Even if we didn't provide you with a definition, you might guess the meaning of denegation from the negation part. Both words are ultimately derived from the Latin verb negare, meaning "to deny" or "to say no," and both first arrived in English in the 15th century. Negare is also the source of our abnegation ("self-denial"), negate ("to deny the truth of"), and renegade (which originally referred to someone who leaves, and therefore denies, a religious faith). Even deny and denial are negare descendants. Like denegation, they came to us from negare by way of the Latin denegare, which also means "to deny."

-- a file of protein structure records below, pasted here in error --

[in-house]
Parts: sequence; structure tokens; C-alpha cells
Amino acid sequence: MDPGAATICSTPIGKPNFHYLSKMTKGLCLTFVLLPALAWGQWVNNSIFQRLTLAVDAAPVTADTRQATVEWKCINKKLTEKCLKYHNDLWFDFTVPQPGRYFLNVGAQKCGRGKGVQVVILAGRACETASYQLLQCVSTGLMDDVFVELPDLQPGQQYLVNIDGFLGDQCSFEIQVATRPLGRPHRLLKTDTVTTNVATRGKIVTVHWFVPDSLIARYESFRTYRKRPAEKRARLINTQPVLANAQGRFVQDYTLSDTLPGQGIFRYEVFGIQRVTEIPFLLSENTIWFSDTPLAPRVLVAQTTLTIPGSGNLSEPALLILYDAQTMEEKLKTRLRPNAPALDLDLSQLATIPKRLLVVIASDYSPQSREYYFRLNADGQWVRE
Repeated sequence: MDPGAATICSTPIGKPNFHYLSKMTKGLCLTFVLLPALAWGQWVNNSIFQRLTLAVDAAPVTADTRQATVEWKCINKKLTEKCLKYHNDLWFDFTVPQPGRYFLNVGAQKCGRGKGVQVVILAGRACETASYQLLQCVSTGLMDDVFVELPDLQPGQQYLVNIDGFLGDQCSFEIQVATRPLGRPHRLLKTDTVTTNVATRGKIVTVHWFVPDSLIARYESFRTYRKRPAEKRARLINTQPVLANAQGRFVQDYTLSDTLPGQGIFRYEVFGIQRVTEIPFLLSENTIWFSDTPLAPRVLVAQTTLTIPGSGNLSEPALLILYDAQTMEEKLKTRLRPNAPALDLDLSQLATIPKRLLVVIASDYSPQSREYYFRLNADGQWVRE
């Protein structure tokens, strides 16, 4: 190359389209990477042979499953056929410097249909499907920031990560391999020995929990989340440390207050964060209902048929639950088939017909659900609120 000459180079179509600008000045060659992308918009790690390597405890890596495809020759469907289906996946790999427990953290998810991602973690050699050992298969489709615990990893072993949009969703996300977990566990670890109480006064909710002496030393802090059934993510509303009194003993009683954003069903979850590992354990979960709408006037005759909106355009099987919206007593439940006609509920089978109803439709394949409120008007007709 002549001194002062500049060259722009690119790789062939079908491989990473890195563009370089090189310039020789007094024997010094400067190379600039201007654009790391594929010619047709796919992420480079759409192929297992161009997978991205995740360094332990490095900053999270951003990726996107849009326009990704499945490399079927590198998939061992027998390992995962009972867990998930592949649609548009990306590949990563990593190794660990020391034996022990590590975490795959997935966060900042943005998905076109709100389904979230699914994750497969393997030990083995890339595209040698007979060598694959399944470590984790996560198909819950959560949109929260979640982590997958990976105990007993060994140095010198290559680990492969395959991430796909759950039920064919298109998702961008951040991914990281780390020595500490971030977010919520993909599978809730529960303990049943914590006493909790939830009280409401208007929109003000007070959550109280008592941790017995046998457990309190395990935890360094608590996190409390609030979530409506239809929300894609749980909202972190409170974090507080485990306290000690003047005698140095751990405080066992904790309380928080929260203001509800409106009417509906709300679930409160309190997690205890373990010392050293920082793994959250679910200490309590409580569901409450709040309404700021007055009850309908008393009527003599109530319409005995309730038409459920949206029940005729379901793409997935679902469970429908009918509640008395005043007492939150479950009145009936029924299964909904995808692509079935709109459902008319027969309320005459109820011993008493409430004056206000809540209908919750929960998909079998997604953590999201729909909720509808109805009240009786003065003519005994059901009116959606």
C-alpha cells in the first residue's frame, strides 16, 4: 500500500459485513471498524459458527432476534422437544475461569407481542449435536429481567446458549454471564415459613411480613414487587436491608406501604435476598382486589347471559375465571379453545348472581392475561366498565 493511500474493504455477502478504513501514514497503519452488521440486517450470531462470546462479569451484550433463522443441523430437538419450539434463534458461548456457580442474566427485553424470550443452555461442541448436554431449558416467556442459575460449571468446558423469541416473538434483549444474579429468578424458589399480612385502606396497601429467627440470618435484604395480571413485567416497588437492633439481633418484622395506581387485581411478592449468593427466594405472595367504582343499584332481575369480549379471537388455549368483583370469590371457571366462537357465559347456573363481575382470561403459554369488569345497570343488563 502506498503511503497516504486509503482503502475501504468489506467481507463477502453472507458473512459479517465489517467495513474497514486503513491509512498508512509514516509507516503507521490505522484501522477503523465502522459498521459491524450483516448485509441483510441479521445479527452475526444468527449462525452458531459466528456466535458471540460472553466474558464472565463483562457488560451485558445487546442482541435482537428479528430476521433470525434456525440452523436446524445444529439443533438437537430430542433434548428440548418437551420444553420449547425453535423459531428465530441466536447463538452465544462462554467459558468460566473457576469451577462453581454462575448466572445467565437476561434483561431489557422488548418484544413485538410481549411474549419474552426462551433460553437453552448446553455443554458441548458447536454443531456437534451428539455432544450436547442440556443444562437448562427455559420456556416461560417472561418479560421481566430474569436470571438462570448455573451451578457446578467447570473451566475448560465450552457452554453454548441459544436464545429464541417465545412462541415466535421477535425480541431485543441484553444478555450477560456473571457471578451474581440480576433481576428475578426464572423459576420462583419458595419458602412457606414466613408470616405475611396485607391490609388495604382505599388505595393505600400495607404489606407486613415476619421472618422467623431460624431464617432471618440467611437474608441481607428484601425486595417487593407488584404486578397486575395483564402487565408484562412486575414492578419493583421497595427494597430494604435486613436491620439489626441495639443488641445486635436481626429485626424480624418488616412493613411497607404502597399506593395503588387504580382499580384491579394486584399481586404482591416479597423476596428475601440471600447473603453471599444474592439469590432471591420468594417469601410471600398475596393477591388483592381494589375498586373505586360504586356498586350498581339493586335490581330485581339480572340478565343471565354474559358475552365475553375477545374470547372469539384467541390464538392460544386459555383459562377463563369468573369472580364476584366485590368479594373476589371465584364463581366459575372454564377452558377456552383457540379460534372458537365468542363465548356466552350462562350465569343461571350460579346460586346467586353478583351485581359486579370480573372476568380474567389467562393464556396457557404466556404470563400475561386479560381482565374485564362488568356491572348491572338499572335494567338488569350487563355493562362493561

Examples of denegation in a Sentence
this recent flip-flop is merely the latest in a series of denegations by the governor of previously held positions
borrowed from Middle French & Late Latin; Middle French denegacion, borrowed from Late Latin dēnegātiōn-, dēnegātiō, from Latin dēnegāre "to deny" (from dē-de- + negāre "to say no [with the negative of a conjoined clause], deny, say no") + -tiōn-, -tiō, suffix of verbal action — more at negate